Micheal Cole Chetwood, known as Cole to family and friends, was born and raised in Eugene. He came from a family of loggers — his father was Mike Chetwood, and his mother, Carolyn Howard. A skilled logger and carpenter himself, he was good with kids and he loved the outdoors, the woods, bike riding, growing cannabis and skateboarding. He was incredibly athletic, and he could be angry. But he worked on it, and his heart was as big as it was strong. Chetwood had lived homeless, and he died Sept. 1.
Stacy Bierma met Chetwood in the mid ’80s, while they were both in their early 20s. She says that he was the type to make people feel like his best friend just upon meeting him. The two had been close ever since they met, and Chetwood helped Bierma with several construction products, including a huge remodel on Harlequin Beads downtown. He has worked on many homes and projects in Eugene and Portland.
“He would party really hard, and then work really hard,” Bierma says.
Chetwood enjoyed music and concerts; Motörhead was his favorite band. He was said to have an amazing sense of humor and a wicked memory. He made those around him feel at home.
“He was just always there if you needed help,” Bierma says.
Bierma shared that at the 7-Eleven by 5th and Jefferson when a homeless woman who had lost her arms was outside the establishment drinking. Chetwood went into the store to get what he needed, as well as a burrito. He came out, unwrapped the burrito, and gave it to the woman, saying, “You’ve got to eat something if you’re going to drink that much.”
“It seems like maybe he did that every time he went to 7-Eleven,” Bierma says.
In the last five years, Chetwood was not very functional due to drug use and serious physical health issues. But in July 2021, he decided he was willing to get help and went into treatment.
He was still unhoused, but managed to stay sober. Eventually, he came up on the Lane County waiting list and was put in the shelter on Highway 99. On August 4, he was moved into The Nel, a new, permanent, supportive affordable housing community for people experiencing houselessness, at 11th Avenue and Charnelton Street.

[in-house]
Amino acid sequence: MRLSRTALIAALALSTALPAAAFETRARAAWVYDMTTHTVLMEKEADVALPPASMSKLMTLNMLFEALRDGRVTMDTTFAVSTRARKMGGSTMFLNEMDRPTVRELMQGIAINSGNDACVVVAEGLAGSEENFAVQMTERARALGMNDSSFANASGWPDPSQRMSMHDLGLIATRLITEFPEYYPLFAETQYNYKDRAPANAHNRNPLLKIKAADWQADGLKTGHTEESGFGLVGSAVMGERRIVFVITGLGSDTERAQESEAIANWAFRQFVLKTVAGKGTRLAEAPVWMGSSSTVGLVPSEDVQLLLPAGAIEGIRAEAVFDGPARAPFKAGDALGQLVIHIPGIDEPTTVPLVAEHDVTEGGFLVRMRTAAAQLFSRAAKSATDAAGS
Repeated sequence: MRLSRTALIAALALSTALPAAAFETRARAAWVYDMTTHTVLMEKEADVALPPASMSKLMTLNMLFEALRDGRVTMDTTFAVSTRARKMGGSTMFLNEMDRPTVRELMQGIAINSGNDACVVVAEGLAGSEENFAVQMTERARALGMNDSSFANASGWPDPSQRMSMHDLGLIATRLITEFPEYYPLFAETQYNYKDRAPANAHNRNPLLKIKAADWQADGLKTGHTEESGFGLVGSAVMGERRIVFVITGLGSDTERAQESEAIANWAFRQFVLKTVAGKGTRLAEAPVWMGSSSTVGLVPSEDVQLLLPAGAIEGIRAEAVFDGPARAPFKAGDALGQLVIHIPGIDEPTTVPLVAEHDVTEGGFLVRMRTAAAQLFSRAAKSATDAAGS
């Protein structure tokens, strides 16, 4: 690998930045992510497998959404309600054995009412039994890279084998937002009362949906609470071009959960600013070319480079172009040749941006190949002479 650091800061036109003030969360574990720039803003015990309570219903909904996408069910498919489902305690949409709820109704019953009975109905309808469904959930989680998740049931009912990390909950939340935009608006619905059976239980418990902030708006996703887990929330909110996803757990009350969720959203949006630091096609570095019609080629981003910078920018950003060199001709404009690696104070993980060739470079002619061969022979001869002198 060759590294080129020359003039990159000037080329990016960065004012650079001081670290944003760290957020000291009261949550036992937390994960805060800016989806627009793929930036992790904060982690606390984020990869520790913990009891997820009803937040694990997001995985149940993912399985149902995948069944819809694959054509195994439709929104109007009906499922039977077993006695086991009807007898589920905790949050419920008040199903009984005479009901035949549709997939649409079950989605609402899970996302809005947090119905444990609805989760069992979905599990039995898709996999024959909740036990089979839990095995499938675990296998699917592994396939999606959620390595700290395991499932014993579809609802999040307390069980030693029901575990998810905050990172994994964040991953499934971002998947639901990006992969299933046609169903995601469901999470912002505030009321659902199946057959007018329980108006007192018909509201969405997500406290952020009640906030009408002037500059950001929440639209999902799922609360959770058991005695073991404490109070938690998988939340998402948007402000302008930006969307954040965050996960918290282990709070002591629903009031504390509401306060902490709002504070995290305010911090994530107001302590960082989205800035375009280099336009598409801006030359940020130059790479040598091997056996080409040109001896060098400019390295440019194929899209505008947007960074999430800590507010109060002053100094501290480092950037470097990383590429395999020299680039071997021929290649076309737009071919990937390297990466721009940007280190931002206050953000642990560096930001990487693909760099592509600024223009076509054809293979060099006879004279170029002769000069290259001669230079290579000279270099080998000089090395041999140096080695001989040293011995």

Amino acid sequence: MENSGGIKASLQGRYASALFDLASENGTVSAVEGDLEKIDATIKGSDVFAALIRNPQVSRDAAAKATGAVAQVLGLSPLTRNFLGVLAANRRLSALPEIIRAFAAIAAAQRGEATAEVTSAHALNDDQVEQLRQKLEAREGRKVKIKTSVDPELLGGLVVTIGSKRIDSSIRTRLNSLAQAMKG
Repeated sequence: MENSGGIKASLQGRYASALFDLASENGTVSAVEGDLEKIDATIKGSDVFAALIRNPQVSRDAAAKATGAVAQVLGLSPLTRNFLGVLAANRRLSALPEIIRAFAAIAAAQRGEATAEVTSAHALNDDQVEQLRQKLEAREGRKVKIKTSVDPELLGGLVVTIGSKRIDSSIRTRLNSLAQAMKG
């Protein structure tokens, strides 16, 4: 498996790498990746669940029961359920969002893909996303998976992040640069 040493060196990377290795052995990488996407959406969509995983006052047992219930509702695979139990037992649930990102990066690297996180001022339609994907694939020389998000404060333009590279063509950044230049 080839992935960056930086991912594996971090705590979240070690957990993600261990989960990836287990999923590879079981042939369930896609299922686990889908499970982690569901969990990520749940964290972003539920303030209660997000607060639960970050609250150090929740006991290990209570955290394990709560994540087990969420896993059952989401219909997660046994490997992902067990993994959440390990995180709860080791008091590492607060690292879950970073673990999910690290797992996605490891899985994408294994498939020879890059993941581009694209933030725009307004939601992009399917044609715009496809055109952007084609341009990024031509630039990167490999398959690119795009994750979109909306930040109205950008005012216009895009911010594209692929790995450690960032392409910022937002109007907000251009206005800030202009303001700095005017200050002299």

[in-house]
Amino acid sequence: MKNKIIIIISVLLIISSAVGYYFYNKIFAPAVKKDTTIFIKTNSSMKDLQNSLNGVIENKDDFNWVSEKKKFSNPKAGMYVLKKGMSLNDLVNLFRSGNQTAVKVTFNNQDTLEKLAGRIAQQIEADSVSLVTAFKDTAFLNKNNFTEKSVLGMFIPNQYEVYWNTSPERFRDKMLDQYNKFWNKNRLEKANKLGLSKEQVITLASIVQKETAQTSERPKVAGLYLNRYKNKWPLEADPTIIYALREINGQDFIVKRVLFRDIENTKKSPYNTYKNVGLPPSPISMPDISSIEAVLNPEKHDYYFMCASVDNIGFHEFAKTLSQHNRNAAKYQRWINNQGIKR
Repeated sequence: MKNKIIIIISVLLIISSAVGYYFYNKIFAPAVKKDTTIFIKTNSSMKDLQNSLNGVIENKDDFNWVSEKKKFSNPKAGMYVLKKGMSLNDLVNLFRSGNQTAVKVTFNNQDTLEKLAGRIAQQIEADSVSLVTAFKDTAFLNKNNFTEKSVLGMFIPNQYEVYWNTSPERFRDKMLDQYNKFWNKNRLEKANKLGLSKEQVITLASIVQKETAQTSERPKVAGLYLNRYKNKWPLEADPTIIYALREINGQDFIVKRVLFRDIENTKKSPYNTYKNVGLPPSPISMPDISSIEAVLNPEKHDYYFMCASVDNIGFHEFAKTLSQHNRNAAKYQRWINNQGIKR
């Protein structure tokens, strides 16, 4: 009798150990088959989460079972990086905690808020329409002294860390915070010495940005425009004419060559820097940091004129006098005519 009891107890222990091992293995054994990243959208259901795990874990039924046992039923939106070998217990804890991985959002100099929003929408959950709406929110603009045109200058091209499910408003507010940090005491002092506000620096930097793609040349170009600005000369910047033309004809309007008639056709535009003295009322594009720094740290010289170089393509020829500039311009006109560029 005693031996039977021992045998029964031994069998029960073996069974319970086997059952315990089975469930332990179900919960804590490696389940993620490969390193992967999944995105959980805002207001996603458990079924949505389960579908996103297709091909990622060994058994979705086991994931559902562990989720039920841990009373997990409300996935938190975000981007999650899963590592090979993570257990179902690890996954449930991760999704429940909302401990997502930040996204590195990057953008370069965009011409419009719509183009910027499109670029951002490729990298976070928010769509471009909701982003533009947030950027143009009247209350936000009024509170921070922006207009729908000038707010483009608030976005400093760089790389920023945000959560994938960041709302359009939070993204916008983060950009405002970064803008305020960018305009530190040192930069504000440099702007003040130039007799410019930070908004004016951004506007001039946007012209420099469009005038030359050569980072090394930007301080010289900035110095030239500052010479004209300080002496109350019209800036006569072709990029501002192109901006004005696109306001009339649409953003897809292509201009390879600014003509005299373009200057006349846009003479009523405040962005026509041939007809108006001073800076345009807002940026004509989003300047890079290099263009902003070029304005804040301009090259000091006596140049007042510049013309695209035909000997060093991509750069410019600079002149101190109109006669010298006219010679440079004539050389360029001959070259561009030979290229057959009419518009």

“He was so happy to have a safe place and was just looking forward to the rest of his life,” Bierma says.
Ceara Swogger, who works at The Nel, met Chetwood when he moved in. She said that he was the most encouraging and gentle-hearted person during his time there.
“He came down every morning and told every person on the staff how great of a job they were doing, and that we were all rock stars,” Swogger said.
Chetwood was described as a cheerleader for his fellow tenants. He was compassionate, and always wanting to help everyone in the building. Swogger said that everyone looked forward to seeing him every day.
Chetwood had type 1 diabetes, which was his cause of death.
“The reality of it is he could’ve died on the side of the road somewhere, and he didn’t,” Swogger said. “He died in an apartment with a fluffy white bathrobe on.”
Chetwood was a huge contributor to Lane County through his involvement in building houses and logging.
“To look at him at his lowest, nobody would have thought that of him,” Swogger said. “We have this common indecency towards houseless people, and it’s not accurate. I think Cole is a really great peek into the world of that. He was a genuinely good human being who was a productive person and had a low point in his life.”
A memorial was held for Chetwood Sept. 18 at Alton Baker Park, where close friends and family shared special stories with him and about him, while reminiscing on everything that made him special. Chetwood provided those around him with support, humor and inspiration.
Chetwood’s rough and tough side was balanced with the huge love he had for those around him. And speakers shared how much love Chetwood’s family and community had for him. Chetwood will be dearly missed among the many lives he touched. He is survived by his step mom, Sandy Watson-Badenoch, and his brothers, Steve and John Chetwood.
Eugene Weekly seeks to run obituaries for those who die homeless in Lane County. If you know of someone who has died while homeless this year, please let us know at Editor@EugeneWeekly.com.